Friday, January 23, 2015

Nuisance (by Coach Ryan)

Grant Wiggins writes a blog about education and just a few months ago posted this -- an account of a veteran high school teacher who decides to shadow two students for a day to get a better feel for what it's like to be a HS student.

The post is a terrific read for any educator/Coach, and I won't give it all away here.  But the writer describes her 3 Key Takeaways from the experience, and they are worth paying attention to.  Thinking on these points has caused me to slightly alter the lens through which I look at my students.

The first two points were no surprise.  Good to keep in mind, but no real shock that

1. Students sit all day long, and sitting is exhausting.
2. High School students are sitting passively and listening during approximately 90% of their classes.

Like I said, good to maybe think about how I can improve learning by giving students an opportunity to move around and speak in my classroom.

However, point #3 hit me right between the eyes.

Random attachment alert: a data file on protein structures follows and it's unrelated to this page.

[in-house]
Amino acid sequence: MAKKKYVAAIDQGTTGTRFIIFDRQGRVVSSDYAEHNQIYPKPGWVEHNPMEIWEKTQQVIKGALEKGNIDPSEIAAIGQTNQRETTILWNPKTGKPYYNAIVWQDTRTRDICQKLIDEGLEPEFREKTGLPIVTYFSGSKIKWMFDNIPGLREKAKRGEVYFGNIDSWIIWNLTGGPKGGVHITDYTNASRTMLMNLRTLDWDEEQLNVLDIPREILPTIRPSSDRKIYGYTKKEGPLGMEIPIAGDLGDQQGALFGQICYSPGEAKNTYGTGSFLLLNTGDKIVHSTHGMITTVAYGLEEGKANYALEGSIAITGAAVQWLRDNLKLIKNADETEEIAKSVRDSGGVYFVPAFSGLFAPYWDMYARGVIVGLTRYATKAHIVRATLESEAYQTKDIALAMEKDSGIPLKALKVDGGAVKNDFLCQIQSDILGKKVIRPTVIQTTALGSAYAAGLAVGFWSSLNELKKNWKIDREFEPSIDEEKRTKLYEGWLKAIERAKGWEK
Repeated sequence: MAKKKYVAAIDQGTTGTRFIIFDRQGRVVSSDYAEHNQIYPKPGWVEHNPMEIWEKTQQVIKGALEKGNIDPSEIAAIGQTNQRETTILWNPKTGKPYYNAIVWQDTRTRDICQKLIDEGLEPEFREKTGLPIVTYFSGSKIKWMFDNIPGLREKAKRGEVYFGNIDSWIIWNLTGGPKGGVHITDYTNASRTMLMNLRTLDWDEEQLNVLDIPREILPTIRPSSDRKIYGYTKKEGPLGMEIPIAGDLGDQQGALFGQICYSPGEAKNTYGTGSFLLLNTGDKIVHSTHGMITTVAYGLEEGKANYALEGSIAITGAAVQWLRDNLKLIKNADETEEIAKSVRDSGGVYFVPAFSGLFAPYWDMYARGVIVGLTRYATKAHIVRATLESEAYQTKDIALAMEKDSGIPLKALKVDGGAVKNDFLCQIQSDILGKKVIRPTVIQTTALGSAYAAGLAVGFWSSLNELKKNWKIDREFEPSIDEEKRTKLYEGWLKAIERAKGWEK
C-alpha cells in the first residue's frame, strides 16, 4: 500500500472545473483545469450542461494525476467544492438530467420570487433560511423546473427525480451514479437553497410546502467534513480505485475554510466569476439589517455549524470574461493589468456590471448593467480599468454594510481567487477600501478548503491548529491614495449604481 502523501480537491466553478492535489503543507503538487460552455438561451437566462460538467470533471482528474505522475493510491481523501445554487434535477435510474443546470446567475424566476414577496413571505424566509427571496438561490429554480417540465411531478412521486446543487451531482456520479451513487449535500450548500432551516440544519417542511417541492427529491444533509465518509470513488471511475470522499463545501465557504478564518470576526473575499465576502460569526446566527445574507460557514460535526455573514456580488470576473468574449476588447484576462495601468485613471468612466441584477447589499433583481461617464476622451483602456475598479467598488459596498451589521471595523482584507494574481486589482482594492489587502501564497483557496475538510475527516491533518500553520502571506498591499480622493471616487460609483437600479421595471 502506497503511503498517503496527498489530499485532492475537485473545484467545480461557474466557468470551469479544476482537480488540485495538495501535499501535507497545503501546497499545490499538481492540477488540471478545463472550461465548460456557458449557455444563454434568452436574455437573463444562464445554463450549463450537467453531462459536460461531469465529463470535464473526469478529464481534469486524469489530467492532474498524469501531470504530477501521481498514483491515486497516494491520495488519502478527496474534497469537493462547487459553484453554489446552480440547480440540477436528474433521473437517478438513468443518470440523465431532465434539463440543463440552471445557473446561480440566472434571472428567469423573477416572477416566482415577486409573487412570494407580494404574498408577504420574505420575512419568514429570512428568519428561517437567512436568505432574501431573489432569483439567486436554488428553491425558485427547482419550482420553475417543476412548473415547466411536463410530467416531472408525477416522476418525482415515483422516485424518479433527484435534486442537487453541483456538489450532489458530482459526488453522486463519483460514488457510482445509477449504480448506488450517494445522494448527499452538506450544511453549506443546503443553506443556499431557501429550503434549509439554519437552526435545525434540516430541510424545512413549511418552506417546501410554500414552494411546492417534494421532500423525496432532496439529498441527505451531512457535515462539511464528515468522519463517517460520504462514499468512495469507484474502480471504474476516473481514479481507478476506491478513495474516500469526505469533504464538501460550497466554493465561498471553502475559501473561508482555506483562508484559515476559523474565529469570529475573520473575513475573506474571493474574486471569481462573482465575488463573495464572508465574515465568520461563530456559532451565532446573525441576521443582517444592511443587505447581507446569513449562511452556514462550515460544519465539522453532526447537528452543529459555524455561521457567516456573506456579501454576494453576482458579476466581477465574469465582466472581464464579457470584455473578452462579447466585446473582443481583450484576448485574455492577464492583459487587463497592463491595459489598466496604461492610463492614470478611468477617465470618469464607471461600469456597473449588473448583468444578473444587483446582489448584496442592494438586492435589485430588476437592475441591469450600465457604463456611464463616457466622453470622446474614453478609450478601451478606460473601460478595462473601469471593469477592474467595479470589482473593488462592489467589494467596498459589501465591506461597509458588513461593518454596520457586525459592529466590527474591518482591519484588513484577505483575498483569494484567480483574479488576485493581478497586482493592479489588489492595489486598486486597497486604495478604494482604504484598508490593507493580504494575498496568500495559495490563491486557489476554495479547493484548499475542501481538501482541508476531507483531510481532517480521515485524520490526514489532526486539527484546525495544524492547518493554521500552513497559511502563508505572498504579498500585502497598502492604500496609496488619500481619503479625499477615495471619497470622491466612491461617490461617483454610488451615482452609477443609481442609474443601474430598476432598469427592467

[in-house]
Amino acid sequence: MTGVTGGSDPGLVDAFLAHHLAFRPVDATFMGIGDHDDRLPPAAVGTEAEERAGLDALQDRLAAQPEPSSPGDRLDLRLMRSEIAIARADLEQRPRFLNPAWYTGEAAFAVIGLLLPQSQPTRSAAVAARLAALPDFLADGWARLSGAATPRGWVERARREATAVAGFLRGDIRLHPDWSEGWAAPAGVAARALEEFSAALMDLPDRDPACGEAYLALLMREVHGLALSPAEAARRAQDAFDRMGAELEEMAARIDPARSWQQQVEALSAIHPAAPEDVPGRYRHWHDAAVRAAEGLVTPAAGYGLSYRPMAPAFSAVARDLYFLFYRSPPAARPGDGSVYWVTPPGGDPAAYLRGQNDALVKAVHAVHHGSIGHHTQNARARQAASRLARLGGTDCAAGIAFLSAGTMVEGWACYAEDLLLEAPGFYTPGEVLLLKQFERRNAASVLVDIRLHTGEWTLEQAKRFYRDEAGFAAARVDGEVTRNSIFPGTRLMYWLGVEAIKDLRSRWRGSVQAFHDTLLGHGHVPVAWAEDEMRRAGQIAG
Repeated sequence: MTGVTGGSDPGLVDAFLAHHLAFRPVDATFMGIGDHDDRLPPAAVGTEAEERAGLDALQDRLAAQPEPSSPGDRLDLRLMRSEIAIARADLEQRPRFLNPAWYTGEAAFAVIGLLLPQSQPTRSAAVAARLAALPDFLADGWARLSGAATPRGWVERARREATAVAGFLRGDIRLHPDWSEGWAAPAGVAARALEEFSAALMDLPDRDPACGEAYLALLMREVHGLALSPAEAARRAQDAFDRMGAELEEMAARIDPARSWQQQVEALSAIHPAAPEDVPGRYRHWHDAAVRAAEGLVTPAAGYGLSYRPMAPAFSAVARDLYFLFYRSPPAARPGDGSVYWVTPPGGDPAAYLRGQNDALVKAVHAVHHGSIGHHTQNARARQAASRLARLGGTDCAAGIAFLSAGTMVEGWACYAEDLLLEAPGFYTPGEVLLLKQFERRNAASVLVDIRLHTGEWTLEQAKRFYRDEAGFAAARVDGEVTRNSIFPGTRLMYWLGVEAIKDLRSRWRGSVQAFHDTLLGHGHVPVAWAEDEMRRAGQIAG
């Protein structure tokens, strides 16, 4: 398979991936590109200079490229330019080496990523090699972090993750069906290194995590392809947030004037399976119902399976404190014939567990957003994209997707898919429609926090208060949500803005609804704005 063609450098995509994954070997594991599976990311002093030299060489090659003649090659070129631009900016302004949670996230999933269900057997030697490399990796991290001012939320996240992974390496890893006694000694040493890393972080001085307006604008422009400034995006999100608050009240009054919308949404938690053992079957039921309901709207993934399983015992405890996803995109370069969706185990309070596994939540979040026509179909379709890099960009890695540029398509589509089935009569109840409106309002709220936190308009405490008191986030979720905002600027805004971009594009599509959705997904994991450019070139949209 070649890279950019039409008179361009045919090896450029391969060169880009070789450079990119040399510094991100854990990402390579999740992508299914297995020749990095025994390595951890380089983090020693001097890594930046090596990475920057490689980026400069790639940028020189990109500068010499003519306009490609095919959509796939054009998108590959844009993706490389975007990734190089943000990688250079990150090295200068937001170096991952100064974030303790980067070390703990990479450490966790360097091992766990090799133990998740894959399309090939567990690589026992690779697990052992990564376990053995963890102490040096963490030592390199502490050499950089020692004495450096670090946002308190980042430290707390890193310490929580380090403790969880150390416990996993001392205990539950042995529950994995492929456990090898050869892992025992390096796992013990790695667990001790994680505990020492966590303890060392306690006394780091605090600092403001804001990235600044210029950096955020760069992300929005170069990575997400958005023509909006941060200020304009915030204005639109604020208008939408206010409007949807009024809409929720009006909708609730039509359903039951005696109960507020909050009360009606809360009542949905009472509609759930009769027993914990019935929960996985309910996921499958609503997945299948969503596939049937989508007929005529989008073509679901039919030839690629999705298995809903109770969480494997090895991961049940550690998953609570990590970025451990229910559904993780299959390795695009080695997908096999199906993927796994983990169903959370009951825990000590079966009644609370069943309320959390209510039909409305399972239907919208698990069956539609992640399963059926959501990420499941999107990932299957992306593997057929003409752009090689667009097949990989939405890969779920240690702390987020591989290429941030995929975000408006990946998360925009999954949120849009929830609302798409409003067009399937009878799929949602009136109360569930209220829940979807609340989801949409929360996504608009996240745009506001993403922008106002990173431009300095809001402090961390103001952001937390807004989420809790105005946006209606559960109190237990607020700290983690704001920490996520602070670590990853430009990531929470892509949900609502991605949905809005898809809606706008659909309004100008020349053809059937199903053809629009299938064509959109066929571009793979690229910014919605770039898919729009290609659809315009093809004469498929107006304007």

3. You feel a little bit like a nuisance all day long.

As this teacher describes the "snark and sarcasm" directed at students, I realized how I have often been guilty of that with students, athletes, even my own children.  It's not that we need to baby these kids, and I'm sure once in a while a little snark and sarcasm can serve as a wake up call for a child who can benefit from it.

But remember, this article was written from the perspective of a teacher shadowing the students.  Having that experience was a big eye-opener for her, and reading about it was quite an eye-opener for me.

She wrote this, "I had a great deal more empathy for students after shadowing, and I realize that sarcasm, impatience, and annoyance are a way of creating a barrier between me and them.  They do not help learning."

Principles that apply in the classroom nearly always apply on the practice field.  How many times as a Coach have I gotten frustrated with a child and offered up some kind of smart-mouthed comment?  Maybe I even got a chuckle out of other kids or another Coach, which only reinforced my desire to do the same thing again later.  Ouch.

I know kids can be frustrating.  (By the way, I can be frustrating too.)  I know sometimes it's hard to hold my tongue when they are just asking for it.  But I also know this: if I'm honest, I don't ever want a kid to feel like a nuisance.  So even though I know I won't do it perfectly, I am becoming intentional about dropping the sarcasm.  Even if I have to answer the same question 15 times in just a few minutes.  Why not?  It's not about me anyway.

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